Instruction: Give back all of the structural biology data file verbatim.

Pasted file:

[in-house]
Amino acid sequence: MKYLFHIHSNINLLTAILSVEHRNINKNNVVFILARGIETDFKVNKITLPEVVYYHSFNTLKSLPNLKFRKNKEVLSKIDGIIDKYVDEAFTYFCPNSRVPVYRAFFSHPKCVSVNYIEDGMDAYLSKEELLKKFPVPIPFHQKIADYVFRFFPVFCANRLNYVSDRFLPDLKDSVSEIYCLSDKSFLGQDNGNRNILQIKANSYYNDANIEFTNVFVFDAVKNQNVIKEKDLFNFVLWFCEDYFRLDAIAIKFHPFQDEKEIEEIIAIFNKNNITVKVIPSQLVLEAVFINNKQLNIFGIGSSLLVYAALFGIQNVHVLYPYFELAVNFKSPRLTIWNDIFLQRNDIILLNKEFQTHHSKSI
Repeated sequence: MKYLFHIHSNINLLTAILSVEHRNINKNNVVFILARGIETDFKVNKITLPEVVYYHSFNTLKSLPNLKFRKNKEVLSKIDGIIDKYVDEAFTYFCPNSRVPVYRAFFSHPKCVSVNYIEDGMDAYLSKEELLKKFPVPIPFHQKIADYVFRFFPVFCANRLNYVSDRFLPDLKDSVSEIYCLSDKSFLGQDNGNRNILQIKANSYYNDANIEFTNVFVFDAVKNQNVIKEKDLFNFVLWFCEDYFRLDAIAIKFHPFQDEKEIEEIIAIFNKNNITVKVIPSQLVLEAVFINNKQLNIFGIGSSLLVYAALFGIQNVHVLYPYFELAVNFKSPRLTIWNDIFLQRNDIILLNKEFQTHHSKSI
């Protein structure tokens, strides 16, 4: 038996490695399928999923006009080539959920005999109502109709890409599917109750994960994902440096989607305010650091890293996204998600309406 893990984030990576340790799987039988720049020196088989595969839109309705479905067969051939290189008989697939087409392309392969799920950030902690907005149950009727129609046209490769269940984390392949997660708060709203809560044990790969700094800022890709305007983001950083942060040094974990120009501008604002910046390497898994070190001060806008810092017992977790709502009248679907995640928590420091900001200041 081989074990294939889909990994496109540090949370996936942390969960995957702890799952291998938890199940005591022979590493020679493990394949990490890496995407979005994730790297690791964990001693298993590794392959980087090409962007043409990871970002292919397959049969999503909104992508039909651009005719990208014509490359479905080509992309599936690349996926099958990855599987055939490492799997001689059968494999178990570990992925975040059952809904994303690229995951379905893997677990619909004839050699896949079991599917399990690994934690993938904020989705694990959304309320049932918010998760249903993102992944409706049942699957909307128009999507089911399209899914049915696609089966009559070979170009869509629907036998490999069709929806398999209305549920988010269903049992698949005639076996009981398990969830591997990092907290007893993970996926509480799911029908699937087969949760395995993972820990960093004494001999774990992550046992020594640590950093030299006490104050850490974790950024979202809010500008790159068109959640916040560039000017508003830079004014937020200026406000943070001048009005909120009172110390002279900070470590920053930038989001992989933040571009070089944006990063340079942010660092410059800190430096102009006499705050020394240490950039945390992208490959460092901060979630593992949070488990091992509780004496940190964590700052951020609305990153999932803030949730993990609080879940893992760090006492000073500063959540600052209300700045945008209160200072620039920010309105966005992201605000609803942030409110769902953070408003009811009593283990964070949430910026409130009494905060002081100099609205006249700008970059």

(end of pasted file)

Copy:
[in-house]
Amino acid sequence: MKYLFHIHSNINLLTAILSVEHRNINKNNVVFILARGIETDFKVNKITLPEVVYYHSFNTLKSLPNLKFRKNKEVLSKIDGIIDKYVDEAFTYFCPNSRVPVYRAFFSHPKCVSVNYIEDGMDAYLSKEELLKKFPVPIPFHQKIADYVFRFFPVFCANRLNYVSDRFLPDLKDSVSEIYCLSDKSFLGQDNGNRNILQIKANSYYNDANIEFTNVFVFDAVKNQNVIKEKDLFNFVLWFCEDYFRLDAIAIKFHPFQDEKEIEEIIAIFNKNNITVKVIPSQLVLEAVFINNKQLNIFGIGSSLLVYAALFGIQNVHVLYPYFELAVNFKSPRLTIWNDIFLQRNDIILLNKEFQTHHSKSI
Repeated sequence: MKYLFHIHSNINLLTAILSVEHRNINKNNVVFILARGIETDFKVNKITLPEVVYYHSFNTLKSLPNLKFRKNKEVLSKIDGIIDKYVDEAFTYFCPNSRVPVYRAFFSHPKCVSVNYIEDGMDAYLSKEELLKKFPVPIPFHQKIADYVFRFFPVFCANRLNYVSDRFLPDLKDSVSEIYCLSDKSFLGQDNGNRNILQIKANSYYNDANIEFTNVFVFDAVKNQNVIKEKDLFNFVLWFCEDYFRLDAIAIKFHPFQDEKEIEEIIAIFNKNNITVKVIPSQLVLEAVFINNKQLNIFGIGSSLLVYAALFGIQNVHVLYPYFELAVNFKSPRLTIWNDIFLQRNDIILLNKEFQTHHSKSI
């Protein structure tokens, strides 16, 4: 038996490695399928999923006009080539959920005999109502109709890409599917109750994960994902440096989607305010650091890293996204998600309406 893990984030990576340790799987039988720049020196088989595969839109309705479905067969051939290189008989697939087409392309392969799920950030902690907005149950009727129609046209490769269940984390392949997660708060709203809560044990790969700094800022890709305007983001950083942060040094974990120009501008604002910046390497898994070190001060806008810092017992977790709502009248679907995640928590420091900001200041 081989074990294939889909990994496109540090949370996936942390969960995957702890799952291998938890199940005591022979590493020679493990394949990490890496995407979005994730790297690791964990001693298993590794392959980087090409962007043409990871970002292919397959049969999503909104992508039909651009005719990208014509490359479905080509992309599936690349996926099958990855599987055939490492799997001689059968494999178990570990992925975040059952809904994303690229995951379905893997677990619909004839050699896949079991599917399990690994934690993938904020989705694990959304309320049932918010998760249903993102992944409706049942699957909307128009999507089911399209899914049915696609089966009559070979170009869509629907036998490999069709929806398999209305549920988010269903049992698949005639076996009981398990969830591997990092907290007893993970996926509480799911029908699937087969949760395995993972820990960093004494001999774990992550046992020594640590950093030299006490104050850490974790950024979202809010500008790159068109959640916040560039000017508003830079004014937020200026406000943070001048009005909120009172110390002279900070470590920053930038989001992989933040571009070089944006990063340079942010660092410059800190430096102009006499705050020394240490950039945390992208490959460092901060979630593992949070488990091992509780004496940190964590700052951020609305990153999932803030949730993990609080879940893992760090006492000073500063959540600052209300700045945008209160200072620039920010309105966005992201605000609803942030409110769902953070408003009811009593283990964070949430910026409130009494905060002081100099609205006249700008970059």